Post by jonb »

I'll check it out, thanks!

Meanwhile I found this Creality video of the CR-6 SE modular nozzle disassembly. Should not be that difficult to convert it to all metal hot end (by replacing the "heat break" tube).
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Re: 3D printing advice

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jonb wrote:
Tue May 19, 2020 5:08 pm
Meanwhile I found this Creality video of the CR-6 SE modular nozzle disassembly. Should not be that difficult to convert it to all metal hot end (by replacing the "heat break" tube).
I don’t think it is unCommon on Creality machines for the hotend to get swapped out for e3d, Micro Swiss etc. Don’t forget you also have to swap out the thermistor for a thermocouple if you want to go crazy hot. The E3d v6 I think can do nearly 400C but only if you replace the thermistor, otherwise limited to 285.

What was it you wanted to print in? Some of the more exotic materials will also eat your Brass nozzles.
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Re: 3D printing advice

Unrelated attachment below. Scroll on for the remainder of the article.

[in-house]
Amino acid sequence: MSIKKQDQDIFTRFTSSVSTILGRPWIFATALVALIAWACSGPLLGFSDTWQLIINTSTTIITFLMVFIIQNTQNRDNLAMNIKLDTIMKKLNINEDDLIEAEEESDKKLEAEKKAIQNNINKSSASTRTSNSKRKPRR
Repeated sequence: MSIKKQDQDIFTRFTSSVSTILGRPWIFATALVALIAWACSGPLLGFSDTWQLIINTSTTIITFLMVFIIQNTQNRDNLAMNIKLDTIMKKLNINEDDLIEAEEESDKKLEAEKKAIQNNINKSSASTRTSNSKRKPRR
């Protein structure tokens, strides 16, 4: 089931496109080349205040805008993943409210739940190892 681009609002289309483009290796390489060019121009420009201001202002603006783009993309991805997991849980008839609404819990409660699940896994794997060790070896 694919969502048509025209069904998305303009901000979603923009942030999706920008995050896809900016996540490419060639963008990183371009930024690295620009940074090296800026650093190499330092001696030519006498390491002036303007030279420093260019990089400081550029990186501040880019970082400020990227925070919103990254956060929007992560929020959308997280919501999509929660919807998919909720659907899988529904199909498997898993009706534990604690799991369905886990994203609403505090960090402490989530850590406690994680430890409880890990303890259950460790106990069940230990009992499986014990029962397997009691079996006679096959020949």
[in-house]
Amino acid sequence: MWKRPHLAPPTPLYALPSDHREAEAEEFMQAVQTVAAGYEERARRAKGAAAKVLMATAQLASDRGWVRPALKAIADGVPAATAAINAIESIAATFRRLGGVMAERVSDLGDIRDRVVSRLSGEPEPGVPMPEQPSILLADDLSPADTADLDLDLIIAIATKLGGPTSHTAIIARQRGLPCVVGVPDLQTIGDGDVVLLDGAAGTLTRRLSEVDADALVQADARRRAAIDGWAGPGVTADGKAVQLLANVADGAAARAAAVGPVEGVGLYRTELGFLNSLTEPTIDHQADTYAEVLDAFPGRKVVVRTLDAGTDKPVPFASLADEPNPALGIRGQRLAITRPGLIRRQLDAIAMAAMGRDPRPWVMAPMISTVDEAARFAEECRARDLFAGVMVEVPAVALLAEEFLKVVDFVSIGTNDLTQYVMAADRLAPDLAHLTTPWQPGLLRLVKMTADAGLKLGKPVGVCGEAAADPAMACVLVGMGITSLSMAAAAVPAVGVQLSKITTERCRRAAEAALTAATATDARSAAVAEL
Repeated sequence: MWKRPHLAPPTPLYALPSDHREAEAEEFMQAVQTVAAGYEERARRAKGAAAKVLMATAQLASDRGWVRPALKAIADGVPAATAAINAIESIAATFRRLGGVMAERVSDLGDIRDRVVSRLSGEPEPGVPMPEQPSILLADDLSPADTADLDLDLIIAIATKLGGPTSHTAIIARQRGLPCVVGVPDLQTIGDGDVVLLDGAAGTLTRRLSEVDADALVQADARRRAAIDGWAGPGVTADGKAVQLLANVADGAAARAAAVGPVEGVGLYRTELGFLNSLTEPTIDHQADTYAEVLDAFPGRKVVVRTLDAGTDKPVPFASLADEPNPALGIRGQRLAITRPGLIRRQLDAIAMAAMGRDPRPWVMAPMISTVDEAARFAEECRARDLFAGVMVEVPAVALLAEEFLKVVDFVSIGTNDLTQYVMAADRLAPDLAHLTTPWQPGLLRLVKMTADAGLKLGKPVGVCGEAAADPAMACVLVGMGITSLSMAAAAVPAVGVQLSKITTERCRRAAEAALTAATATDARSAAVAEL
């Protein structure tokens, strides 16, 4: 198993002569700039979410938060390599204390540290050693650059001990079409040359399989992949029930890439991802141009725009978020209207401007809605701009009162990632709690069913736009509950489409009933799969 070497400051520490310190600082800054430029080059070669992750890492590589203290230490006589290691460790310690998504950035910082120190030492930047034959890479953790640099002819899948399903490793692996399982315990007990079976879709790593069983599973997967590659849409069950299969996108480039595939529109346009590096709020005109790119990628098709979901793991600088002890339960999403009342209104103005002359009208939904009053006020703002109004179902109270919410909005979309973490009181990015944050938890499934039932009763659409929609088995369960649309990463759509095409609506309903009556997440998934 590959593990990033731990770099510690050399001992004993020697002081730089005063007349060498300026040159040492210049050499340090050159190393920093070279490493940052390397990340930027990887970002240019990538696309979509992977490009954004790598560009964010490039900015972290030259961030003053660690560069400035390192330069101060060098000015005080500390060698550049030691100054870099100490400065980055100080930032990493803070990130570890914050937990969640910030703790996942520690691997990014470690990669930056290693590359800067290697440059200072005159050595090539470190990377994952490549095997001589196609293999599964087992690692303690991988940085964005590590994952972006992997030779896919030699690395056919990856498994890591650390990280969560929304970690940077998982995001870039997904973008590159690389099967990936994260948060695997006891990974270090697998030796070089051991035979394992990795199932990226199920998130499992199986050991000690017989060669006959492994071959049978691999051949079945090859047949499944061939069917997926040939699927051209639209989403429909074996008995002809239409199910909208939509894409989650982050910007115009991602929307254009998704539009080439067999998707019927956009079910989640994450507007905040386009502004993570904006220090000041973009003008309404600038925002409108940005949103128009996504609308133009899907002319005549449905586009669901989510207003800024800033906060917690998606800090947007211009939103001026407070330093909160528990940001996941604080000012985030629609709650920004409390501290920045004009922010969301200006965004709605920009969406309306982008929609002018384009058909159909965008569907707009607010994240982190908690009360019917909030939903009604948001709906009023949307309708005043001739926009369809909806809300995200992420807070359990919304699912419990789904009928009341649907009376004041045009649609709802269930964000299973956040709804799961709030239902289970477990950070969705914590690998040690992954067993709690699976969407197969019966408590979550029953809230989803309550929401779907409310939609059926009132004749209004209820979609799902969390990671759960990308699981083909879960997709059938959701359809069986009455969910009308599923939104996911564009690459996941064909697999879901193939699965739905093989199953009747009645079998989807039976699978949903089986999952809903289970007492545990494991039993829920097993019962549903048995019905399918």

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Possibly nylon. As I said before, I'm interested in printing functional parts, and they might need to be strong. However, I will start with good old PLA and learn the ropes first. Or try to!

The underlying purpose of my discussion so far has been a) to find out where to start and b) to get an idea of the potential that this CR-6 SE has.

About the CR6, I am hoping it will be forward shipped from an EU warehouse (they mention this in one of their Q&A sessions) so I don't have to pay VAT. Dream on!

I'm also very happy it comes with a kilo of PLA (in a random colour).
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Re: 3D printing advice

Post by Elminster »

jonb wrote:
Wed May 20, 2020 9:13 am
Possibly nylon. As I said before, I'm interested in printing functional parts, and they might need to be strong. However, I will start with good old PLA and learn the ropes first. Or try to!

The underlying purpose of my discussion so far has been a) to find out where to start and b) to get an idea of the potential that this CR-6 SE has.

About the CR6, I am hoping it will be forward shipped from an EU warehouse (they mention this in one of their Q&A sessions) so I don't have to pay VAT. Dream on!

I'm also very happy it comes with a kilo of PLA (in a random colour).